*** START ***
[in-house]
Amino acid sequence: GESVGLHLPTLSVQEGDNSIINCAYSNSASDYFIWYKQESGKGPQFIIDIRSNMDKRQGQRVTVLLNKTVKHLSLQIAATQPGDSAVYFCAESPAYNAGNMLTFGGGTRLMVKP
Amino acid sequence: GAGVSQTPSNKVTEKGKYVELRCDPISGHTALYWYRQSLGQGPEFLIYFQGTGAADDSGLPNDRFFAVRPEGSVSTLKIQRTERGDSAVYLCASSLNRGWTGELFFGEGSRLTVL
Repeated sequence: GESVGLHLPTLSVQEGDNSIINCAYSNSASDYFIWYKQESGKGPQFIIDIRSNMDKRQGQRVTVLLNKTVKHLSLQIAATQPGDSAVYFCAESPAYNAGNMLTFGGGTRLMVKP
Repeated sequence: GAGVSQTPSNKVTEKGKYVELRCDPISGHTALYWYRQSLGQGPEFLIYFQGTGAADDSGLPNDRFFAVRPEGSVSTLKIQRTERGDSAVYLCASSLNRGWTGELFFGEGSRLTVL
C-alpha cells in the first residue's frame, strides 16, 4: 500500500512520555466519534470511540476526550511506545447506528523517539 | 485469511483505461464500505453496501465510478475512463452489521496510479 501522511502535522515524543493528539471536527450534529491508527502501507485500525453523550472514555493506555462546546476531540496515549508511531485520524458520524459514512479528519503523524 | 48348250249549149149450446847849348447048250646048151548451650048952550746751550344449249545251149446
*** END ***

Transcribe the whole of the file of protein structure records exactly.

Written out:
[in-house]
Amino acid sequence: GESVGLHLPTLSVQEGDNSIINCAYSNSASDYFIWYKQESGKGPQFIIDIRSNMDKRQGQRVTVLLNKTVKHLSLQIAATQPGDSAVYFCAESPAYNAGNMLTFGGGTRLMVKP
Amino acid sequence: GAGVSQTPSNKVTEKGKYVELRCDPISGHTALYWYRQSLGQGPEFLIYFQGTGAADDSGLPNDRFFAVRPEGSVSTLKIQRTERGDSAVYLCASSLNRGWTGELFFGEGSRLTVL
Repeated sequence: GESVGLHLPTLSVQEGDNSIINCAYSNSASDYFIWYKQESGKGPQFIIDIRSNMDKRQGQRVTVLLNKTVKHLSLQIAATQPGDSAVYFCAESPAYNAGNMLTFGGGTRLMVKP
Repeated sequence: GAGVSQTPSNKVTEKGKYVELRCDPISGHTALYWYRQSLGQGPEFLIYFQGTGAADDSGLPNDRFFAVRPEGSVSTLKIQRTERGDSAVYLCASSLNRGWTGELFFGEGSRLTVL
C-alpha cells in the first residue's frame, strides 16, 4: 500500500512520555466519534470511540476526550511506545447506528523517539 | 485469511483505461464500505453496501465510478475512463452489521496510479 501522511502535522515524543493528539471536527450534529491508527502501507485500525453523550472514555493506555462546546476531540496515549508511531485520524458520524459514512479528519503523524 | 48348250249549149149450446847849348447048250646048151548451650048952550746751550344449249545251149446